In this regard, I always like to bring up a General Conference talk by Elder Boyd K. Packer, given in the April 1971 Conference, in which he addressed this subject very clearly and yet quite delicately. The title of the talk is "The Spirit Beareth Record", and I can testify to you that the Spirit does bear record to those whose hearts are prepared, humble, and receptive. You should read the entire talk, and it can be found here: The Spirit Beareth Record. He had only recently been called to the Twelve, this was one of his first Conference talks as an Apostle. Here are some excerpts:

Occasionally during the past year I have been asked a question. Usually it comes as a curious, almost an idle, question about the qualifications to stand as a witness for Christ. The question they ask is, "Have you seen Him?" That is a question that I have never asked of another. I have not asked that question of my brethren in the Quorum, thinking that it would be so sacred and so personal that one would have to have some special inspiration, indeed, some authorization, even to ask it.

There are some things just too sacred to discuss. We know that as it relates to the temples. In our temples, sacred ordinances are performed; sacred experiences are enjoyed. And yet we do not, because of the nature of them, discuss them outside those sacred walls.

It is not that they are secret, but they are sacred; not to be discussed, but to be harbored and to be protected and regarded with the deepest of reverence.

There are those who hear testimonies borne in the Church, by those in high station and by members in the wards and branches, all using the same wordsâ??"I know that God lives; I know that Jesus is the Christ," and come to question, "Why cannot it be said in plainer words? Why aren't they more explicit and more descriptive? Cannot the apostles say more?"

How like the sacred experience in the temple becomes our personal testimony. It is sacred, and when we are wont to put it into words, we say it in the same wayâ??all using the same words. The apostles declare it in the same phrases with the little Primary or Sunday School youngster. "I know that God lives and I know that Jesus is the Christ."

Some seek for a witness to be given in some new and dramatic and different way.

The bearing of a testimony is akin to a declaration of love. The romantics and poets and couples in love, from the beginning of time, have sought more impressive ways of saying it, or singing it, or writing it. They have used all of the adjectives, all of the superlatives, all manner of poetic exp​ression. And when all is said and done, the declaration which is most powerful is the simple, three-word variety.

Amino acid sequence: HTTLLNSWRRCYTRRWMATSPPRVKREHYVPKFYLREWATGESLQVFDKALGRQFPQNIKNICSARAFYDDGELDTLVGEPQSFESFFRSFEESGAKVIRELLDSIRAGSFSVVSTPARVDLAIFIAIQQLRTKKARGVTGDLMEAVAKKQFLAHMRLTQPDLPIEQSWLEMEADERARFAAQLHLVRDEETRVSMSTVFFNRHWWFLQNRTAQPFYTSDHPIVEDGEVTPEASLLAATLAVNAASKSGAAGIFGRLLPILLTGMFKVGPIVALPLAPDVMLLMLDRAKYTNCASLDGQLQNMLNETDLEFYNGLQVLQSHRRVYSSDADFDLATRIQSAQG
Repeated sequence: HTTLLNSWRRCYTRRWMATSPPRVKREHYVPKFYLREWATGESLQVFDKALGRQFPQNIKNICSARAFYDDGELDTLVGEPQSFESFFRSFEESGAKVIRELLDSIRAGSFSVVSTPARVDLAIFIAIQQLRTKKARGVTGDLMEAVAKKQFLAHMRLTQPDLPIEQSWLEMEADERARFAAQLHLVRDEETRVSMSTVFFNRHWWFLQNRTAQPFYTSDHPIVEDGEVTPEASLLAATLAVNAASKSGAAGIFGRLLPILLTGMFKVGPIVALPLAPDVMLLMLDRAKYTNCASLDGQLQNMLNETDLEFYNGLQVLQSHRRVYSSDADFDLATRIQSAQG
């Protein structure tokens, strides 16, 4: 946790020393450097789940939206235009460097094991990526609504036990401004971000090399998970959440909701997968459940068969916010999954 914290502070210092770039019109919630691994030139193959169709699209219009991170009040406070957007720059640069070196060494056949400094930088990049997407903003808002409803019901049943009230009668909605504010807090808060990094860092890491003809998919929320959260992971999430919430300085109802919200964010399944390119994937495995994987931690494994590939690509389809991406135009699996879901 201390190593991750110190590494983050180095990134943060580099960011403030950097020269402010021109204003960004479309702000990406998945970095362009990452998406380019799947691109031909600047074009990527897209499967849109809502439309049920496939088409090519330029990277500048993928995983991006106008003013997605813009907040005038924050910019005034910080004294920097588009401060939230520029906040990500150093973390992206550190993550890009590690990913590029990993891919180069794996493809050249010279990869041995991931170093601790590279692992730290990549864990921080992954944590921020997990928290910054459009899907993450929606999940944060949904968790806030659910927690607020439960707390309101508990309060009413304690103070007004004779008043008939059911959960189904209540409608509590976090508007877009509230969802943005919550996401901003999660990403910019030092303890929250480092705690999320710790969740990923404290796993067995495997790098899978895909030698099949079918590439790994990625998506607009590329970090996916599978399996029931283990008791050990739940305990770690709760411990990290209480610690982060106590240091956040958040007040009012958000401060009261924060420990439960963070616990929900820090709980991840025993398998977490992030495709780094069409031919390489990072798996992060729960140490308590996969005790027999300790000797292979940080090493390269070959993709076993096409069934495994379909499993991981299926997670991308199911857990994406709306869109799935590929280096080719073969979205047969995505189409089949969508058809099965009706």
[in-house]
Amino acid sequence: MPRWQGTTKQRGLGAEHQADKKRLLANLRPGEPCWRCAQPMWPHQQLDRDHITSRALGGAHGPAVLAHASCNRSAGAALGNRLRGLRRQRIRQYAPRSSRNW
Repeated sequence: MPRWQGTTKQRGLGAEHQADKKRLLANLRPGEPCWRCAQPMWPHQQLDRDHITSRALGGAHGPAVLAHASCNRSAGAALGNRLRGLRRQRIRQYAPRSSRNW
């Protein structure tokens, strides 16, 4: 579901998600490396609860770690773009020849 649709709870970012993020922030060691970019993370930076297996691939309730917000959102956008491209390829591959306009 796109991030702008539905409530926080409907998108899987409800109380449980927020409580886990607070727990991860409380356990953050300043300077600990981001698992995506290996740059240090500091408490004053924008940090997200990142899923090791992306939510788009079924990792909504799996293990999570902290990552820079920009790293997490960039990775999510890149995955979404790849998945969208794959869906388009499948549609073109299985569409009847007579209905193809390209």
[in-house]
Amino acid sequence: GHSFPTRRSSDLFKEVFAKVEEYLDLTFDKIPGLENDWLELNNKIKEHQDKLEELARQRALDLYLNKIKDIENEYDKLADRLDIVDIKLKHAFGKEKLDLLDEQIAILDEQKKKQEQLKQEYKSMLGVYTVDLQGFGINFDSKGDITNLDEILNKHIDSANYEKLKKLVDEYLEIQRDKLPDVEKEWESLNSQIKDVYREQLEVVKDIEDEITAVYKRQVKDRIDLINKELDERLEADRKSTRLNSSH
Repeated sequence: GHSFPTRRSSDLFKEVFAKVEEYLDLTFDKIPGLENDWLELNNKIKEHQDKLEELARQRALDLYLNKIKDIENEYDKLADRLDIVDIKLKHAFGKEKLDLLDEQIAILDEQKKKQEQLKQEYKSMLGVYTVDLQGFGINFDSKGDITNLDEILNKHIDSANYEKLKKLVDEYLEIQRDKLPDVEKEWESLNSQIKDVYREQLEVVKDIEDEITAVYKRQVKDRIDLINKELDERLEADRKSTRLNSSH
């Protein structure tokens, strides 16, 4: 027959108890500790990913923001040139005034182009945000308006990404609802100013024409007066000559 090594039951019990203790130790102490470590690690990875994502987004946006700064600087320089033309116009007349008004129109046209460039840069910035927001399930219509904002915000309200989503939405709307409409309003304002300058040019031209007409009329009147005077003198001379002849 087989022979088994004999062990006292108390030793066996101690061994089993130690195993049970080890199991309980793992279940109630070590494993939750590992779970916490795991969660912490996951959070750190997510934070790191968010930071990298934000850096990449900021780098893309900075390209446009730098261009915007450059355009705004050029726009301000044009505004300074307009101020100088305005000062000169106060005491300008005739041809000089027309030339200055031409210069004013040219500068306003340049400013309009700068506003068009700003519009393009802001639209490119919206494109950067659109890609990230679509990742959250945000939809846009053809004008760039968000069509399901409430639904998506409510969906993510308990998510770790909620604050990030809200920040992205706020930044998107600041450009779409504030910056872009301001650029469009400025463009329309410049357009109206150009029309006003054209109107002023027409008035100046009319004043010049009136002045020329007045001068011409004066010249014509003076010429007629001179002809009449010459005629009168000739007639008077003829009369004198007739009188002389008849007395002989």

To one who is honestly seeking, the testimony borne in these simple phrases is enough, for it is the spirit that beareth record, not the words.

I said there was a question that could not be taken lightly nor answered at all without the prompting of the Spirit. I have not asked that question of others, but I have heard them answer itâ??but not when they were asked. They have answered it under the prompting of the Spirit, on sacred occasions, when "the Spirit beareth record." (D&C 1:39.)

I have heard one of my brethren declare: "I know from experiences, too sacred to relate, that Jesus is the Christ."

I have heard another testify: "I know that God lives; I know that the Lord lives. And more than that, I know the Lord."

Now, I wonder with you why one such as I should be called to the holy apostleship. There are so many qualifications that I lack. There is so much in my effort to serve that is wanting. As I have pondered on it, I have come to only one single thing, one qualification in which there may be cause, and that is, I have that witness.

I declare to you that I know that Jesus is the Christ. I know that he lives. He was born in the meridian of time. He taught his gospel, was tried, was crucified. He rose on the third day. He was the first fruits of the resurrection. He has a body of flesh and bone. Of this I bear testimony. Of him I am a witness.

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Thanks for all the replies on the topic. :P

Seems there are some mixed opinions on the topic in regards to what being a witness is. I think at least in the two Biblical scenarios (Mathias and Paul), "eyewitness" seems to be the precedent at least in part.

I am curious on what some have offered about the this witness through the Holy Ghost; Do you feel that a visual aspect of such a witness is always the case with Apostles.

I'd also like to toss out another thought. In my previous discussion about this, nailing down the timeline for such a witness was difficult. One person posited that they thought it was possible to become an Apostle without such a witness, but by virtue of the fact that they had been called to the office, it was inevitable that they would receive such a witness at some point after the fact.... Any thoughts there?